Land-use planning under the Transport Integration Act

The Transport Integration Act 2010 (TIA) recognises that land-use and transport planning are interdependent.

Changes in transport infrastructure alter the demand for different types of land-use. The reverse is also true as land-use decisions can change transport patterns, for example, planning scheme amendments can change the demand for different types of transport services and infrastructure.

In recognition of this interdependence, the TIA places the same obligations on both transport planners and strategic land-use planners.

Transport planners in transport bodies such as the Department of Economic Development, Jobs, Transport and Resources, VicRoads, and Public Transport Victoria must have regard to the land-use impacts of decisions.

Land-use planners also have legislative obligations in some circumstances because the TIA brings land-use decisions under the TIA policy framework, where decisions, in relation to planning scheme amendments, are likely to have a significant impact on the transport system.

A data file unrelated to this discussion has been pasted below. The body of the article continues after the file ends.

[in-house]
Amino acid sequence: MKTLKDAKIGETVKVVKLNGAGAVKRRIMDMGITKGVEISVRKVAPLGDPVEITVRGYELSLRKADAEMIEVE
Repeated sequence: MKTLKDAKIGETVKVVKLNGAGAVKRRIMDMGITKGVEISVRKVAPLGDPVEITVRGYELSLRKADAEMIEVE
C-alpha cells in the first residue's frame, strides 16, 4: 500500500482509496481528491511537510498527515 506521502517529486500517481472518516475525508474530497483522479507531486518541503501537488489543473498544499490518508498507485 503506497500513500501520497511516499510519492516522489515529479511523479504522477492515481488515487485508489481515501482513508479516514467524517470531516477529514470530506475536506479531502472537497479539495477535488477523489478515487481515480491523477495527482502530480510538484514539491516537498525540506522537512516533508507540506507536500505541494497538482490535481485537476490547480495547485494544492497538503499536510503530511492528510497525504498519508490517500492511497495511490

The TIA also provides for interface bodies. Though interface bodies are not transport agencies, they play an important role in creating an effective transport system.

Under section 3 of the TIA, interface bodies include:

  • The Minister for Planning
  • The Secretary for the Department of Environment, Land, Water and Planning
  • Municipal Councils (when not acting as transport bodies)
  • Parks Victoria
  • Victorian Planning Authority
  • Development Victoria

Interface bodies are required to have regard to the vision statement, transport system objectives and decision making principles when their decisions are likely to have a significant impact on the transport system.

For example, when a Municipal council, acting as a planning authority, is preparing a planning scheme amendment that is likely to have a significant impact on the transport system, the council and its officers must have regard to the TIA's transport system objectives and decision making principles.

Interface Legislation

Legislation which has significant interface with the transport system is called interface legislation.

Interface legislation includes:

  • Planning and Environment Act 1987
  • Local Government Act 1989
  • Parks Victoria Act 1998
  • Major Transport Projects Facilitation Act 2009
  • Development Victoria Act 2003
  • Wildlife Act 1975